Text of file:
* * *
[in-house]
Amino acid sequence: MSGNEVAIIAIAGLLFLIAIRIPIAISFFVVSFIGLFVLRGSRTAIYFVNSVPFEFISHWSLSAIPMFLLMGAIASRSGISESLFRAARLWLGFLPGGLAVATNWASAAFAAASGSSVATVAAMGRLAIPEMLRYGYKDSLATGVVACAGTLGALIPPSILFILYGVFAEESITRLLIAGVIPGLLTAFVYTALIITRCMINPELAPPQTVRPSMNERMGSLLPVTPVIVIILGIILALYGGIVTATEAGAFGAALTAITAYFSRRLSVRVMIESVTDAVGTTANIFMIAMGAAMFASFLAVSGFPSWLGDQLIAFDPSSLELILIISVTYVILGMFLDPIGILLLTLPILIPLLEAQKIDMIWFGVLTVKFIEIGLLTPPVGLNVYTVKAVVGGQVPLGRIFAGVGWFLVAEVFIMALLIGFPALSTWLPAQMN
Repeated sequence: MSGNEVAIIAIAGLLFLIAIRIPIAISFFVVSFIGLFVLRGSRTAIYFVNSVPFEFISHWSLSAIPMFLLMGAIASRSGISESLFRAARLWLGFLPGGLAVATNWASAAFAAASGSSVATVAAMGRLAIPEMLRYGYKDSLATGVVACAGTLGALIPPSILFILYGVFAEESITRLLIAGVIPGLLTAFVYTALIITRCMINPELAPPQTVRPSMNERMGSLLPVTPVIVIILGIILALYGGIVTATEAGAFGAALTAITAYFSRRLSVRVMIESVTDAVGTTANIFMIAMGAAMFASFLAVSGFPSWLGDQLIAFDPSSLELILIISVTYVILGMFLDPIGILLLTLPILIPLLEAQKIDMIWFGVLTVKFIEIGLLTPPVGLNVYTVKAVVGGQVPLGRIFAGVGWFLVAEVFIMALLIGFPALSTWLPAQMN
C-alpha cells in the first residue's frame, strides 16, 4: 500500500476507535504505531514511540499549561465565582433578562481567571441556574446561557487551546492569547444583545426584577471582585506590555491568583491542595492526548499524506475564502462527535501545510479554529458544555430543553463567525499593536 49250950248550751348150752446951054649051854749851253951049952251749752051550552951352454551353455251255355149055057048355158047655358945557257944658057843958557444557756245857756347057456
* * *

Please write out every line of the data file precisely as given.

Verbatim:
[in-house]
Amino acid sequence: MSGNEVAIIAIAGLLFLIAIRIPIAISFFVVSFIGLFVLRGSRTAIYFVNSVPFEFISHWSLSAIPMFLLMGAIASRSGISESLFRAARLWLGFLPGGLAVATNWASAAFAAASGSSVATVAAMGRLAIPEMLRYGYKDSLATGVVACAGTLGALIPPSILFILYGVFAEESITRLLIAGVIPGLLTAFVYTALIITRCMINPELAPPQTVRPSMNERMGSLLPVTPVIVIILGIILALYGGIVTATEAGAFGAALTAITAYFSRRLSVRVMIESVTDAVGTTANIFMIAMGAAMFASFLAVSGFPSWLGDQLIAFDPSSLELILIISVTYVILGMFLDPIGILLLTLPILIPLLEAQKIDMIWFGVLTVKFIEIGLLTPPVGLNVYTVKAVVGGQVPLGRIFAGVGWFLVAEVFIMALLIGFPALSTWLPAQMN
Repeated sequence: MSGNEVAIIAIAGLLFLIAIRIPIAISFFVVSFIGLFVLRGSRTAIYFVNSVPFEFISHWSLSAIPMFLLMGAIASRSGISESLFRAARLWLGFLPGGLAVATNWASAAFAAASGSSVATVAAMGRLAIPEMLRYGYKDSLATGVVACAGTLGALIPPSILFILYGVFAEESITRLLIAGVIPGLLTAFVYTALIITRCMINPELAPPQTVRPSMNERMGSLLPVTPVIVIILGIILALYGGIVTATEAGAFGAALTAITAYFSRRLSVRVMIESVTDAVGTTANIFMIAMGAAMFASFLAVSGFPSWLGDQLIAFDPSSLELILIISVTYVILGMFLDPIGILLLTLPILIPLLEAQKIDMIWFGVLTVKFIEIGLLTPPVGLNVYTVKAVVGGQVPLGRIFAGVGWFLVAEVFIMALLIGFPALSTWLPAQMN
C-alpha cells in the first residue's frame, strides 16, 4: 500500500476507535504505531514511540499549561465565582433578562481567571441556574446561557487551546492569547444583545426584577471582585506590555491568583491542595492526548499524506475564502462527535501545510479554529458544555430543553463567525499593536 49250950248550751348150752446951054649051854749851253951049952251749752051550552951352454551353455251255355149055057048355158047655358945557257944658057843958557444557756245857756347057456